3. Rev. Francis Rossow, an influential Homiletics professor many years ago at Concordia Seminary, St. Louis, famously said: The Gospel of Jesus Christ is more than the death and resurrection of Jesus, but never less. What he meant by those words is this. The Gospel is never less than the death and resurrection of Jesus in that the message of Gospel is grounded in the historical events of Jesus death and resurrection—those events cannot be taken out of the Gospel message. But the Gospel is more than the death and resurrection of Jesus in that it’s not simply a nice historical event that happened a long time ago. It’s a world-altering, life-changing reality. Its benefits come to us in many ways, but at its core, the Gospel of Jesus Christ is a world-altering, life-changing reality.
4. My question to you this morning is this: how has the Gospel of Jesus Christ changed your life? Or has it? Does this “good news” that Jesus has suffered the day of vengeance so that the year of favor might be yours change the way that you live on a daily basis? Or is it a nice side-benefit—an eternal insurance policy, so to speak? The Gospel of Jesus Christ is more than the death and resurrection of Jesus, but never less. The Gospel is more than a historical event. Jesus died to change your life here and now—not only your eternal destiny. And I love you enough to want you to experience the world-altering, life-changing benefits of the Gospel of Jesus Christ here and now. The fact that Jesus has suffered the day of vengeance so that the year of favor might be mine has incredible implications on just for me, but for all of those around me because this same message is for them as well! When you begin to see the Gospel of Jesus Christ in this way, it changes the way that you think. It changes the way that you spend your time. It changes the way that you spend your money. It changes everything. Yes, you and I fail to love God’s Gospel gifts above all things. We fail to allow this Gospel of Jesus Christ to transform our lives. But Jesus died on the cross to bring you his Gospel forgiveness. Jesus comes to you today to offer you the cup of blessing in his supper for your forgiveness, life, and salvation. Jesus invites you to treasure the gift of the Gospel in your life and to allow his Spirit to transform your life by the power of this Gospel for your good and his glory.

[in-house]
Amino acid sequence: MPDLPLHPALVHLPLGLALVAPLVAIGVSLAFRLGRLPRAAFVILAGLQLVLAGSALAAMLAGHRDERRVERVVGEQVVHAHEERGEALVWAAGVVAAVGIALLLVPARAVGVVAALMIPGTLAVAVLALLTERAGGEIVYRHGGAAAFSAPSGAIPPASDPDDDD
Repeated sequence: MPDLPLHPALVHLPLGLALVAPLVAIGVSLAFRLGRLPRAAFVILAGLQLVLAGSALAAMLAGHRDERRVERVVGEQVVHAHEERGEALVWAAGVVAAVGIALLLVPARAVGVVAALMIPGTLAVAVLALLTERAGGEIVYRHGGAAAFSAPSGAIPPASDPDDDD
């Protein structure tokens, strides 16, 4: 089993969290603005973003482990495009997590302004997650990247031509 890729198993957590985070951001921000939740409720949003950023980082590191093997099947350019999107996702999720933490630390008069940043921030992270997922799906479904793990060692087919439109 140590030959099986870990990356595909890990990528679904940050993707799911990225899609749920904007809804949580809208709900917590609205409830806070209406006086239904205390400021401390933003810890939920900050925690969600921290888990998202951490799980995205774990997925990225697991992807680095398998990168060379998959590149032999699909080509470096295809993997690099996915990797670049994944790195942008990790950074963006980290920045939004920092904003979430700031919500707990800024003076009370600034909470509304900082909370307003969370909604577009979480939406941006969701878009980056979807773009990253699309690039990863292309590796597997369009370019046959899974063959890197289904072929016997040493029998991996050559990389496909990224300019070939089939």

In the name of Jesus. Amen.